We had a really nice time in Moose Jaw.  To start with, we went to the Western Development Museum.  We were there until nearly noon, by the time we looked at all the exhibits.  Then we stopped at the library, because one of the Manga series that Nicole was reading was available in Moose Jaw and wasn't in Regina. Then we ate at one of the Chinese restaurants in Moose Jaw.  Nicole especially liked the wanton soup - she said it reminded her of home.  After lunch, we did the Passage to Fortune tunnel tour and then went to the spa.  It was nearly 3:30 before we drove back home again.  I was very sleepy for the drive home and both girls fell asleep in the back seat.  I think it was because of the bathing in the hot pool.

Bram was still sick enough to miss school Monday but really felt that he couldn't miss any more school Tuesday, so decided to go even though he wasn't anywhere near well yet.  I decided to drive him there because I was concerned that he was still sick enough that he wouldn't make a full day.  However, Walt was still not back with my van, and I didn't think to switch vehicles with Ruth again.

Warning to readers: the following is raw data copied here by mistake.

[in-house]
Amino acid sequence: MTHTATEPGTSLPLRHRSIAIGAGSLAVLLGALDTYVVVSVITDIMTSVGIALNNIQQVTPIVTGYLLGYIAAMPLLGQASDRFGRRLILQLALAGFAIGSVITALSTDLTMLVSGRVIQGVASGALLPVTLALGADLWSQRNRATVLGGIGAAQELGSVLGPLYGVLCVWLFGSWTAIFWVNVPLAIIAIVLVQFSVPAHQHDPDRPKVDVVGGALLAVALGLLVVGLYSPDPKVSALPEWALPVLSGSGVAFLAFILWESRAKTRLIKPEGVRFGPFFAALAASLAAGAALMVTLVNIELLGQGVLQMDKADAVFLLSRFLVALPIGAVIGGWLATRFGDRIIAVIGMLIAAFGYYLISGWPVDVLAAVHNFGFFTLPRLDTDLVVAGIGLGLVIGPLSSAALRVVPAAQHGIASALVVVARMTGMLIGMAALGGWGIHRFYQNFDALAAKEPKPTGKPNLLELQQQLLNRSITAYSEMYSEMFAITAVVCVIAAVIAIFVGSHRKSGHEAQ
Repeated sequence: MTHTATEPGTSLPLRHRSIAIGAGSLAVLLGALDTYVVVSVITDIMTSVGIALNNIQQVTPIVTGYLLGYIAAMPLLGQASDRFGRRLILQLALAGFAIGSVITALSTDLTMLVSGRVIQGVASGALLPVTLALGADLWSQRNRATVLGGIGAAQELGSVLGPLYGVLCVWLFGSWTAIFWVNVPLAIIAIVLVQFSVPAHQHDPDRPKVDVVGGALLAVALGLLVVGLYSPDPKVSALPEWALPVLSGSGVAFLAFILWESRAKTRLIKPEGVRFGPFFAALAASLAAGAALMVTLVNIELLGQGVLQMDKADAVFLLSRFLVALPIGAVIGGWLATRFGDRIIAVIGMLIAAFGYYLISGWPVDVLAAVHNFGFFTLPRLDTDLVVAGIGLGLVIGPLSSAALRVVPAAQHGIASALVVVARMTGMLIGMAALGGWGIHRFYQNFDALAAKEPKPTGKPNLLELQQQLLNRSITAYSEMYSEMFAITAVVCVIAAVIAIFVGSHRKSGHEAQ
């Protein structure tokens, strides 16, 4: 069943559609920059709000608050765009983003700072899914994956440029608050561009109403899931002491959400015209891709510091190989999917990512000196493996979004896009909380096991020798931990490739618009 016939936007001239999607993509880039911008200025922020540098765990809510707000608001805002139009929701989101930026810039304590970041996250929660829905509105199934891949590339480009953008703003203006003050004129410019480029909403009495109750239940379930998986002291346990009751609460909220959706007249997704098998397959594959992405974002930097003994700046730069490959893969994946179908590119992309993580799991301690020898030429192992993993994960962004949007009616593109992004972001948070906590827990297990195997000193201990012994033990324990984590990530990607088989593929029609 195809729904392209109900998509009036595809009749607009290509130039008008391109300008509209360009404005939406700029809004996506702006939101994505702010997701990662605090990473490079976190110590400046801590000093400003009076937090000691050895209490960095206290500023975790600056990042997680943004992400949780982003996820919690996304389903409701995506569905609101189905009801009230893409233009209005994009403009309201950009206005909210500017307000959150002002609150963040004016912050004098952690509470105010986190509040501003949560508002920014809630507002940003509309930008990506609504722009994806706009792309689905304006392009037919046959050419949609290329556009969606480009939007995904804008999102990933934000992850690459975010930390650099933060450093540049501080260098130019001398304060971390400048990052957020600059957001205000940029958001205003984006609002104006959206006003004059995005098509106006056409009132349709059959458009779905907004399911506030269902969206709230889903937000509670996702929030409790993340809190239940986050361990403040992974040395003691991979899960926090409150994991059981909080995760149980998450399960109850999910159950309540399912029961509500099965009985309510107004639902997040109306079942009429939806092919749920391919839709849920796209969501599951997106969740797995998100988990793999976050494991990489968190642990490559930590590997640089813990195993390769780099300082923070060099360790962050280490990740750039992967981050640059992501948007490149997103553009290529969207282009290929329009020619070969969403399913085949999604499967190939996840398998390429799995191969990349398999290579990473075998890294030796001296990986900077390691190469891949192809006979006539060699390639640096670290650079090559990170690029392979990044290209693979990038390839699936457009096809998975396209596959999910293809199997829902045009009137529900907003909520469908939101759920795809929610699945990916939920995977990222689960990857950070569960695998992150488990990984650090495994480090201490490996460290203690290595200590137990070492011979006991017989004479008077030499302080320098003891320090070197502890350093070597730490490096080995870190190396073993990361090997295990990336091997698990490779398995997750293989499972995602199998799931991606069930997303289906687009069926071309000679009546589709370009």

It was a fairly tedious day at SIAST.  I spent it in the library, working on some work that I had agreed to do for Ruth and reading a book.  Bram did make the whole day but asked if we could stop at the grocery store on the way out of town and pick up some groceries.  On our way out of town, Ruth phoned to say that the word was that the highways were pretty bad.  I turned on the radio, which said that the road had drifting and blowing snow, but it wasn't travel not recommended so decided to keep on going.  (It was perfectly clear in Moose Jaw).